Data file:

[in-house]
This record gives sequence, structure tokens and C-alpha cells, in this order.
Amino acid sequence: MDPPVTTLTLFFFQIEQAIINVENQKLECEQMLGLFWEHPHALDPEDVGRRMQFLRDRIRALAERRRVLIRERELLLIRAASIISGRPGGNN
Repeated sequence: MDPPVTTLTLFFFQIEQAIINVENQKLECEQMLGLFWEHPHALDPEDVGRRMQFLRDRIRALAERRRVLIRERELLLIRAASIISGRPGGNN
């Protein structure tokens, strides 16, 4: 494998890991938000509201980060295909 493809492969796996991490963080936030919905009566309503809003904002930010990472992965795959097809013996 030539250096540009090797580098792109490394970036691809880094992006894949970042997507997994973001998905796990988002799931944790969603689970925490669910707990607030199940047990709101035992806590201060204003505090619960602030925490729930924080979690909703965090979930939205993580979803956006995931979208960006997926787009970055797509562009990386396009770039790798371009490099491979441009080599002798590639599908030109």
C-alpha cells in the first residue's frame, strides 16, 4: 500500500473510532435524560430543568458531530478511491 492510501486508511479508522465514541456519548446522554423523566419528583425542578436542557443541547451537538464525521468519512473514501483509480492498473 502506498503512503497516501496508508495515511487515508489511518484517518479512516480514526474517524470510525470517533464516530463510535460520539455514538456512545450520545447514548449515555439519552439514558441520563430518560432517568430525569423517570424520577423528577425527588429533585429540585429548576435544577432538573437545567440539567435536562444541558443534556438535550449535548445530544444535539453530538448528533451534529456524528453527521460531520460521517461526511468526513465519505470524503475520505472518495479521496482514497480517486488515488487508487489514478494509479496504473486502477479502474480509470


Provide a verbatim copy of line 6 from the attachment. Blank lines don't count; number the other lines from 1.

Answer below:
C-alpha cells in the first residue's frame, strides 16, 4: 500500500473510532435524560430543568458531530478511491 492510501486508511479508522465514541456519548446522554423523566419528583425542578436542557443541547451537538464525521468519512473514501483509480492498473 502506498503512503497516501496508508495515511487515508489511518484517518479512516480514526474517524470510525470517533464516530463510535460520539455514538456512545450520545447514548449515555439519552439514558441520563430518560432517568430525569423517570424520577423528577425527588429533585429540585429548576435544577432538573437545567440539567435536562444541558443534556438535550449535548445530544444535539453530538448528533451534529456524528453527521460531520460521517461526511468526513465519505470524503475520505472518495479521496482514497480517486488515488487508487489514478494509479496504473486502477479502474480509470